Compact Electrics

What is a “compact electric” typewriter? According to the Concise Oxford English Dictionary “compact” is defined as:

Adjective: closely set or packed together, dense – having all the necessary components or features neatly fitted into a small space.

By that definition all “portable” electric typewriters qualify as “compact”.  Yet, according to Wilfred A Beeching, in his book Century of the Typewriter, “compact electrics” are …

“… not fully standard machines and not portable, but in between, and are very acceptable to small businesses that feel a need for something larger than a portable, yet do not have sufficient work for a fully electric standard office typewriter.”

Compact electric typewriters are then, according to Beeching, the electric equivalent of a “semi-portable”, in other words medium sized.

Size is relative of course, and what may seem compact to some, may not seem compact to others. Until I read Beeching I had not, for example, thought of these typewriters as “compact” …

Olivetti Praxis 48

Olympia SGE 35


Adler Gabriele 5000

Beeching does refer to “portable electric typewriters” but there aren’t many of them in his book. One that gets a mention is the 1972 (Silver-Seiko made) Royal Apollo 10 …


A “Quality-built Royal Electric portable with office electric keyboard in a truly compact size”.


As Ted Munk pointed out in response to my question “which is the most compact (type bar) electric typewriter?” (see the comments on my Affordable Electronics post) the Apollo 10 is one of the lightest and smallest (and quietest) portable electric typewriters you can find.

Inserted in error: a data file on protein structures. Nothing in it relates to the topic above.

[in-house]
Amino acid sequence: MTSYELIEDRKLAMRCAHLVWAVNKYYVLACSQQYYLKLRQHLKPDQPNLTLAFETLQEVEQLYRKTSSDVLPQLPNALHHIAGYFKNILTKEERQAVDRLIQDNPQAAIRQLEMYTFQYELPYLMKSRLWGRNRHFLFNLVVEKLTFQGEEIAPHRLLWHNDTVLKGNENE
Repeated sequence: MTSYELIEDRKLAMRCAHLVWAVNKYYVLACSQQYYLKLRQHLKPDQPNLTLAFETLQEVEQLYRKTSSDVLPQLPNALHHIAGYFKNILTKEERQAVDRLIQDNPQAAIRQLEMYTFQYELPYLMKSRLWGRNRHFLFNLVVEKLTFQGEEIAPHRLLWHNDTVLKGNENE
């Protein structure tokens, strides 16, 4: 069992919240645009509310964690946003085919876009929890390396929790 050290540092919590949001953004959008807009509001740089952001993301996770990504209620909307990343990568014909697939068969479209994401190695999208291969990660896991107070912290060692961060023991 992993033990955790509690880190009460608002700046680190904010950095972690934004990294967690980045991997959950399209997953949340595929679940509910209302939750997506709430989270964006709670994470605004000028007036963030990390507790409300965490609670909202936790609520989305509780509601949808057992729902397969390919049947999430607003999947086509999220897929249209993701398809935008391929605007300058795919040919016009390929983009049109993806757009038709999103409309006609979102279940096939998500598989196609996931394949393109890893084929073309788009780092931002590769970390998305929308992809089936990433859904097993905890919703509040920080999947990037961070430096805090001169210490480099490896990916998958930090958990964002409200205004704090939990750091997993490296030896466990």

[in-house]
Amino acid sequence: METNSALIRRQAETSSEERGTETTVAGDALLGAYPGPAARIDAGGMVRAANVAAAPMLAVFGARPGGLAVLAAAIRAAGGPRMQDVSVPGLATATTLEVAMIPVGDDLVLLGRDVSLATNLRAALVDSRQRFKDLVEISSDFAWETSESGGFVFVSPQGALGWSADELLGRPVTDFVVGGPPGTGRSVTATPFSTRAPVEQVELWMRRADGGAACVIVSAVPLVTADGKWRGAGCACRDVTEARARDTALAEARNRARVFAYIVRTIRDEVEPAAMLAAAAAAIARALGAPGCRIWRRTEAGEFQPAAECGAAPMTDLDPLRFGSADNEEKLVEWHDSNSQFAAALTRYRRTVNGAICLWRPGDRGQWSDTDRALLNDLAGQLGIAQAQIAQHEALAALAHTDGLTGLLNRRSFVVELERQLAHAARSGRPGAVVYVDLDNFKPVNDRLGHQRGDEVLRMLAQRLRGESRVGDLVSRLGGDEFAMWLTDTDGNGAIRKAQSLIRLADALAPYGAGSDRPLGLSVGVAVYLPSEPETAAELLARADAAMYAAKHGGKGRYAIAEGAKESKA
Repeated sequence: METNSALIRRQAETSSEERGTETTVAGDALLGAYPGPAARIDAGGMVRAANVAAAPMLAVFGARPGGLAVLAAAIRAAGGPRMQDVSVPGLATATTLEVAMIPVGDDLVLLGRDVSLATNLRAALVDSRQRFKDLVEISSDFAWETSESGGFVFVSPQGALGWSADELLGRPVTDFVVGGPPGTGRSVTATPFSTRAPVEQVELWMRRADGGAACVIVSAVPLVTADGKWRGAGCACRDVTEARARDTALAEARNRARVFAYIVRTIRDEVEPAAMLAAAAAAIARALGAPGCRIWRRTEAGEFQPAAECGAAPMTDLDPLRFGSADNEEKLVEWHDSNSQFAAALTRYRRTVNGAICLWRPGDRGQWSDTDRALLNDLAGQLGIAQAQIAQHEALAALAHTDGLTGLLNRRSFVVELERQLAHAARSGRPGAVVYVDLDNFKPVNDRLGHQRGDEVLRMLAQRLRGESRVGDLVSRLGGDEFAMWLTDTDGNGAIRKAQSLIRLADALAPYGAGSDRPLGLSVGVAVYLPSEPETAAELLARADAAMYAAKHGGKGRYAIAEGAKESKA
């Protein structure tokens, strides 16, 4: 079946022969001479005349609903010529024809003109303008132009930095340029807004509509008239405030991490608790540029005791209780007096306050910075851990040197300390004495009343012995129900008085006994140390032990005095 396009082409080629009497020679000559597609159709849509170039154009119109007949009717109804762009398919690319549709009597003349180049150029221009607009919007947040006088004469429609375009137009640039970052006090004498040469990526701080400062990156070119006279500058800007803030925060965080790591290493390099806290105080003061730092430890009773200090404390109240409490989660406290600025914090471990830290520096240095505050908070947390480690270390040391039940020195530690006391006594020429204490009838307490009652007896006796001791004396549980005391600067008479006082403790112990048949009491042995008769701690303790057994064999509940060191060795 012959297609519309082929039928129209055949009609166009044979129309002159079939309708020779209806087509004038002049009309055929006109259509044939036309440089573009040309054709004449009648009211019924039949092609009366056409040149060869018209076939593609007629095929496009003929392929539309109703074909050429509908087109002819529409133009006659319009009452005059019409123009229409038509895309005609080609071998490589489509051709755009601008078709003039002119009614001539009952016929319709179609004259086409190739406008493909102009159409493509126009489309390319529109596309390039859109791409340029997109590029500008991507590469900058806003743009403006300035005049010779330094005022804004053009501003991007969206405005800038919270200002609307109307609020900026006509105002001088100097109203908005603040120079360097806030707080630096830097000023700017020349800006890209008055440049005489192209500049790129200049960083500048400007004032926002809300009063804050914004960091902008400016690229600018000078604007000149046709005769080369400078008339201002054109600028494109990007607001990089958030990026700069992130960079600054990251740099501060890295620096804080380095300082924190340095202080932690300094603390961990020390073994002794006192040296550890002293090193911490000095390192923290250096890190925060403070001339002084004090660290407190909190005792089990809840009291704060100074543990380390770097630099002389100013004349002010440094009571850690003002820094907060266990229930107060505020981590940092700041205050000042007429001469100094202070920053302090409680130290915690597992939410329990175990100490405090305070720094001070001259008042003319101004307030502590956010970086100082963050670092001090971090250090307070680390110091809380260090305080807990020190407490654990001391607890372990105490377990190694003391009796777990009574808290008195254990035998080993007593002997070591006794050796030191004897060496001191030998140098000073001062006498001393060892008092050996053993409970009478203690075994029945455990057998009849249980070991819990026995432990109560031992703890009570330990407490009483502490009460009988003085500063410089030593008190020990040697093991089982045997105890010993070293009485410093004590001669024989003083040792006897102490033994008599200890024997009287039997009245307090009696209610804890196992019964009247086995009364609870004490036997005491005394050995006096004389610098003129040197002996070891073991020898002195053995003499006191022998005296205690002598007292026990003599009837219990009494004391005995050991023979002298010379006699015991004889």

This is largely a consequence of the fact that the Apollo 10’s electric motor only has to power the keyboard, since it has no power return and has to be manually returned with a carriage return lever.

The addition of a power-assisted carriage return inevitably means (correct me if I’m wrong) more electrical components and a bigger motor  hence a fatter profile, more noise, and more weight. Not that that was ever going to be a problem for the advertising industry, who like their typewriter models to be slim …


On paper at least, this Facit 1840 shows all the signs of being truly “kompakte” …


The Facit 1840 Compact Electric Typewriter was made in Sweden of Danish design and was designed by Acton Bjørn.


It was first produced in 1973 (the heyday of the portable electric) and came in three body colours: Yellow/Orange, Brown, and Black …


The Facit 1840 Kompakte Electric Typewriter  was also sold as the Addo 841. From this angle it looks flat rather than fat


According to Google translate, this chocolate brown FACIT 1840 (below) is listed on the Japanese Yahoo auction site as a junk machine (it has no power cord and is untested). It’s also described as a military typewriter …


6 thoughts on “Compact Electrics

  1. This was interesting. My recently acquired Smith-Corona Coronet Automatic 12, while a type bar machine, isn’t compact, since it has a large motor that does the Power Return of the carriage. I’m not as attracted to electrics as manuals, but I would be tempted by a small electric with cloth ribbon if it were relatively quiet. Hmm, I must be on the lookout for such a machine. Thanks for the article.


  2. The Olympia Monica is the most compact electric, with a clip-on cover, and a detachable cord which fits inside the top of the cover.

    The Facit you show is so well built, it weighs almost as much as an Olympia SG1, and has a unique four-finger hole array [bowling-ball + 1?] on the underside [as well as rollers at the back] to allow it to be moved without crippling secretaries!


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